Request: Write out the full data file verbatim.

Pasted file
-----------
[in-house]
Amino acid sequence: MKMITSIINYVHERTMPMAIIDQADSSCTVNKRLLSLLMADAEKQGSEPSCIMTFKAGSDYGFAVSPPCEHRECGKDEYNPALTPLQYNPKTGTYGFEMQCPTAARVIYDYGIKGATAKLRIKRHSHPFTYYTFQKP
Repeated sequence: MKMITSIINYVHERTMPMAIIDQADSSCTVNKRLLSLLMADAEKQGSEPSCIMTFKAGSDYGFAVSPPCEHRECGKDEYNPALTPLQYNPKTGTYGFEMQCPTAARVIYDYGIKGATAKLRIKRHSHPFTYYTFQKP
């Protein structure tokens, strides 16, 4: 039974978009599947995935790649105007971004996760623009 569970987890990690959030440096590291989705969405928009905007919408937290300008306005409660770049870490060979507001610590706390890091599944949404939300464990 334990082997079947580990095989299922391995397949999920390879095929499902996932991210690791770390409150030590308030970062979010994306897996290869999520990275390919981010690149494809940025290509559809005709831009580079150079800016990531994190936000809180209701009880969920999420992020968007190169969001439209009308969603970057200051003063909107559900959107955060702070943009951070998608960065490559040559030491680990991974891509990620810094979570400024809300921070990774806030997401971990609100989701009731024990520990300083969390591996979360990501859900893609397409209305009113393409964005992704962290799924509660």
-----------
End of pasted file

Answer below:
[in-house]
Amino acid sequence: MKMITSIINYVHERTMPMAIIDQADSSCTVNKRLLSLLMADAEKQGSEPSCIMTFKAGSDYGFAVSPPCEHRECGKDEYNPALTPLQYNPKTGTYGFEMQCPTAARVIYDYGIKGATAKLRIKRHSHPFTYYTFQKP
Repeated sequence: MKMITSIINYVHERTMPMAIIDQADSSCTVNKRLLSLLMADAEKQGSEPSCIMTFKAGSDYGFAVSPPCEHRECGKDEYNPALTPLQYNPKTGTYGFEMQCPTAARVIYDYGIKGATAKLRIKRHSHPFTYYTFQKP
């Protein structure tokens, strides 16, 4: 039974978009599947995935790649105007971004996760623009 569970987890990690959030440096590291989705969405928009905007919408937290300008306005409660770049870490060979507001610590706390890091599944949404939300464990 334990082997079947580990095989299922391995397949999920390879095929499902996932991210690791770390409150030590308030970062979010994306897996290869999520990275390919981010690149494809940025290509559809005709831009580079150079800016990531994190936000809180209701009880969920999420992020968007190169969001439209009308969603970057200051003063909107559900959107955060702070943009951070998608960065490559040559030491680990991974891509990620810094979570400024809300921070990774806030997401971990609100989701009731024990520990300083969390591996979360990501859900893609397409209305009113393409964005992704962290799924509660």